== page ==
Later vs Older - What's the difference?
As a verb later
As an adjective older is
), elder, senior.
Afterward in time (used with than when comparing with another time).
- You came in late yesterday and today you came in even later .
- My roommate arrived first. I arrived later .
At some unspecified time in the future.
- I arrived later than my roommate.
- I wanted to do it now, but I'll have to do it later .
Coming afterward in time (used with than when comparing with another time).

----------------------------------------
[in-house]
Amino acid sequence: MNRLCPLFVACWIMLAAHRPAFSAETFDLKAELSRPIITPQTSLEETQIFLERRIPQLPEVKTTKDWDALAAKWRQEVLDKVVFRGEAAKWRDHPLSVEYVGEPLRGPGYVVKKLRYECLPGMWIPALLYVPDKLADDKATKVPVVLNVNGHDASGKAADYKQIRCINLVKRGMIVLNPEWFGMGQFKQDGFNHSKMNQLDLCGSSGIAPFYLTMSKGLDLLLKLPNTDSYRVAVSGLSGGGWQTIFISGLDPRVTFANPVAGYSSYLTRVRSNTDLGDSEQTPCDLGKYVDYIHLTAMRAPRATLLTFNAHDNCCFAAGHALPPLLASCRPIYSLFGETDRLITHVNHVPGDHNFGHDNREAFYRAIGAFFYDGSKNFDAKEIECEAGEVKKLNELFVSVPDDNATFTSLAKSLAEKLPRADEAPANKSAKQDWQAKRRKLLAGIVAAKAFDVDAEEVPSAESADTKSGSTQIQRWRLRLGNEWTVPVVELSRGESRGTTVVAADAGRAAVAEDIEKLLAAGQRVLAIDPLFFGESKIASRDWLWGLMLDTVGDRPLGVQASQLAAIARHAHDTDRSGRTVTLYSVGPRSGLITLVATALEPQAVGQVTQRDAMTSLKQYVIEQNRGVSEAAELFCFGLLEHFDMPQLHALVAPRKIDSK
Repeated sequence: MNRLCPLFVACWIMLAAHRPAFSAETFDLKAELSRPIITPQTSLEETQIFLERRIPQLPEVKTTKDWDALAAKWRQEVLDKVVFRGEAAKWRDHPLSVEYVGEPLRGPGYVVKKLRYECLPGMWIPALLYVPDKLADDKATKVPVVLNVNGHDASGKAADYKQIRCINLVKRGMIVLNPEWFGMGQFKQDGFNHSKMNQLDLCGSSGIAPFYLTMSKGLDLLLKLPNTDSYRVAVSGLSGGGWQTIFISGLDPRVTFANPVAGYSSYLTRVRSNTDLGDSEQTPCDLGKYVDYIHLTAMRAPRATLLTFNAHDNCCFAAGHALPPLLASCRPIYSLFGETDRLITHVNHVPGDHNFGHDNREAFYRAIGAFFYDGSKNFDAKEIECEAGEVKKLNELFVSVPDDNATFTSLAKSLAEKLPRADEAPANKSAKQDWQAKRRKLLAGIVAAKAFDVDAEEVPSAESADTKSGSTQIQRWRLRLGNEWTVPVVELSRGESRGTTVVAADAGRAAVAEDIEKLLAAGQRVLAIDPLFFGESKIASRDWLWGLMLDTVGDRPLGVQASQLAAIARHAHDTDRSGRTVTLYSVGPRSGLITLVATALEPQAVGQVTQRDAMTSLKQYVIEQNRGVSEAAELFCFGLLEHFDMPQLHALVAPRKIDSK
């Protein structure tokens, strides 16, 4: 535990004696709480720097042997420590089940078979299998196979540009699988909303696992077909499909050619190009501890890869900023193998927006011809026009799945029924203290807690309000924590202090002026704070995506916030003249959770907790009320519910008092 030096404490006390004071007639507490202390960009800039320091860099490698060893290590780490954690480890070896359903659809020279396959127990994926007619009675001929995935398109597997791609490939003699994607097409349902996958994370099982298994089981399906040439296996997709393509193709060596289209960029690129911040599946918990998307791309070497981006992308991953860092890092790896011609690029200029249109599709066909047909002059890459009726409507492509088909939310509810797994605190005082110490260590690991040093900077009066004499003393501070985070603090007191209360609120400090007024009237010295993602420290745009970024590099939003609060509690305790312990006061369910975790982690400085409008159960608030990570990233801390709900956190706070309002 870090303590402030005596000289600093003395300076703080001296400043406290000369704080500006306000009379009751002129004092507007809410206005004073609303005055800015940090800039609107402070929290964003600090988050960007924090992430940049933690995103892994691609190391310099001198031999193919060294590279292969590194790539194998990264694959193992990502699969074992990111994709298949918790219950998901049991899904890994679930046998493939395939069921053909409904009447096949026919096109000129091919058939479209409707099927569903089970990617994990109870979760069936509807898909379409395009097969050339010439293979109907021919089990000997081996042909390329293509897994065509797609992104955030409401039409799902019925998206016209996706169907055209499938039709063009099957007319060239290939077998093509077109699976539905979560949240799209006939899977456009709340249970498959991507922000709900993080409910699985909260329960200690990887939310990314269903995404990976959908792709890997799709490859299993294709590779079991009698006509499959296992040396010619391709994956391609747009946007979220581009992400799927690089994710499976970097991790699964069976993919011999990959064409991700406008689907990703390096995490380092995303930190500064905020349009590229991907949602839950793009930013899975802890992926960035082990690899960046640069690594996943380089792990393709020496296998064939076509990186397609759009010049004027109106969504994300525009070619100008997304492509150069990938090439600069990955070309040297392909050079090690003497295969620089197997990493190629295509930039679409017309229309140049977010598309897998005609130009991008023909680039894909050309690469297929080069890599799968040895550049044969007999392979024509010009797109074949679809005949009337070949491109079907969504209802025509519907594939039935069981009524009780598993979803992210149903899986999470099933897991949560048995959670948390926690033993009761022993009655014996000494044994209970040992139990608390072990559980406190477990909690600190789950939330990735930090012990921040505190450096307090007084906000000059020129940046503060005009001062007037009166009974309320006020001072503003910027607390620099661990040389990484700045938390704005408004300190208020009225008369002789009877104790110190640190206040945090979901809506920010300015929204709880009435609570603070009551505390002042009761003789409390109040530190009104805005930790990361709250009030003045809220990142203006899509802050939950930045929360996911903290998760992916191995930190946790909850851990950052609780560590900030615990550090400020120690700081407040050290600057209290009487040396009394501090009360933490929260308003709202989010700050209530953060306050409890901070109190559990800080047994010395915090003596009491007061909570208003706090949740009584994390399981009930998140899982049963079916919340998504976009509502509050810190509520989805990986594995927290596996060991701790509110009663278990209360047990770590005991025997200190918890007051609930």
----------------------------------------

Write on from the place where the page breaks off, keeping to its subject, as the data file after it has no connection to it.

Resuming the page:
- Jim was later than John.
At some time in the future.
- The Victorian era is a later period of English history than the Elizabethan era.
- The meeting was adjourned to a later date.
(slang) See you later; goodbye.
(slang) Dismissive term to minimize importance of an annoying persons.
- Later , dude.
Frequently used with "for you".
"Later for you."
* later days
* later on
* save for later
* sooner or later
(old), elder, senior
- My older' brother and I are Catholic twins. He’s '''older''' by eleven months, not quite a year ' older than me.
- The thoughtful lad helped an older lady across the street.